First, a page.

Spain joins the other PIIGS, namely Portugal and Ireland, where core pries are falling compared to the previous year. 


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Hugh Hendry: The Greek “Bailout” Is Really A Bailout Of French Banks

Hugh Hendry: The Greek "Bailout" Is Really A Bailout Of French Banks

Hugh HendryCourtesy of Tyler Durden

Yesterday we pointed out that France was a global top three derisker in sovereign CDS as traders have shifted their worries from the periphery to the core. We have long discussed that the reason for this is that France, not Germany, has the greatest exposure to Greece and the PIIGS. Below is an RT clip in which Hugh Hendry confirms just this: according to the Ecclectica head man, a mark to realistic market of Greek debt would wipe out E35 billion in French bank capital, "and it is questionable whether the French banking system would take such a hit." Hendry’s solution, as has been the case from the solution, is for Greece to leave the euro, and points out that due to FX inflexibility, there will be no tourists in Greece this year as everything becomes painfully expensive, not in Drachmas but in Euros.

We would add that the burning parliament is probably not that much of a tourist draw either. In typical fashion, Hugh dismembers Angela Merkel’s hypocrisy: "When the truth becomes unpalatable, what is the truth. Angela Merkel, when we say she is being generous, there is nothing generous about spending taxpayers’ money in another country, that is not generosity, that is merely trying to salvage a bankrupt set of political ideology. So to blame the messenger when it’s the truth that hurts, I find that inexcusable." Just as Hugh’s huge bet against the euro has proven to be a terrific success, we are confident that he will be correct about the end of the EMU quite soon as well. And as the moderator adds "Shame on you, Europe, for needing the IMF to bail you out. Europe is like an African nation." Amen.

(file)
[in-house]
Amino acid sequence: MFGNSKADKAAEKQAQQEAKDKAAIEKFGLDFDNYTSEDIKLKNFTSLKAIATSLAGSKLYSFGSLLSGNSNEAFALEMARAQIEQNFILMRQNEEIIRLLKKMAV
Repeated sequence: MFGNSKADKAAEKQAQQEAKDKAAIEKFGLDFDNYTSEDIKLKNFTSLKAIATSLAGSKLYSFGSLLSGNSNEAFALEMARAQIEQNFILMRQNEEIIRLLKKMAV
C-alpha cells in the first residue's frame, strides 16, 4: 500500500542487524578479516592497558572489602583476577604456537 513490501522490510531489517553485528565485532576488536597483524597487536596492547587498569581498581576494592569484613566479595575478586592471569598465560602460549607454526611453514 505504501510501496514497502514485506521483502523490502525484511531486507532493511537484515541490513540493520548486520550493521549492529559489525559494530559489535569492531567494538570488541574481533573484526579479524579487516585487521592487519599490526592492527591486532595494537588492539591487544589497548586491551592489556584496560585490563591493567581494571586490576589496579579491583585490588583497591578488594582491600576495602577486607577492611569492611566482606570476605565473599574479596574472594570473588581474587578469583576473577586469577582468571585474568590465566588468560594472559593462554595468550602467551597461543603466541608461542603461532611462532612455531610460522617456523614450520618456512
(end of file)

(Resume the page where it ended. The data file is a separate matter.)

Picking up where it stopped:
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Slow Motion PIGS Wreck; Dollar Soars as Contagion Spreads to Portugal; Greece “will default at some point”; What’s Next?

Slow Motion PIGS Wreck; Dollar Soars as Contagion Spreads to Portugal; Greece "will default at some point"; What’s Next?

Courtesy of Mish 

Royal Melbourne Show 2009 Continues

The US dollar soared today in the midst of a crisis in the Eurozone no longer contained to Greece. Please consider Portugal’s Debt Rating Lowered by Fitch on Finances

Portugal’s credit grade was cut by Fitch Ratings for the first time, underscoring growing concern that Europe’s weakest economies will struggle to meet their debt commitments as finances deteriorate.

The rating was lowered one step to AA- with a “negative” outlook, Fitch said in a statement today, adding that further economic or fiscal underperformance this year or in 2011 may lead to another downgrade. The euro extended its decline, dropping against all but one of the 16 most-traded currencies. Portuguese stocks and bonds fell.

“A sizeable fiscal shock against a backdrop of relative macroeconomic and structural weaknesses has reduced Portugal’s creditworthiness,” Douglas Renwick, associate director at Fitch, wrote in the statement from London. “Although Portugal has not been disproportionately affected by the global downturn, prospects for economic recovery are weaker than 15 European Union peers, which will put pressure on its public finances over the medium term.”

The governments of Greece, Ireland, Italy and Spain are seeking to narrow budget deficits that have swollen as their economies have been battered by the recession. Portugal’s deficit is 9.3 percent of gross domestic product, more than triple the European Union’s 3 percent limit. Failure by the EU to agree on a mechanism to help countries shore up their finances has hurt the euro, putting it on course for its worst quarter against the dollar since 2008.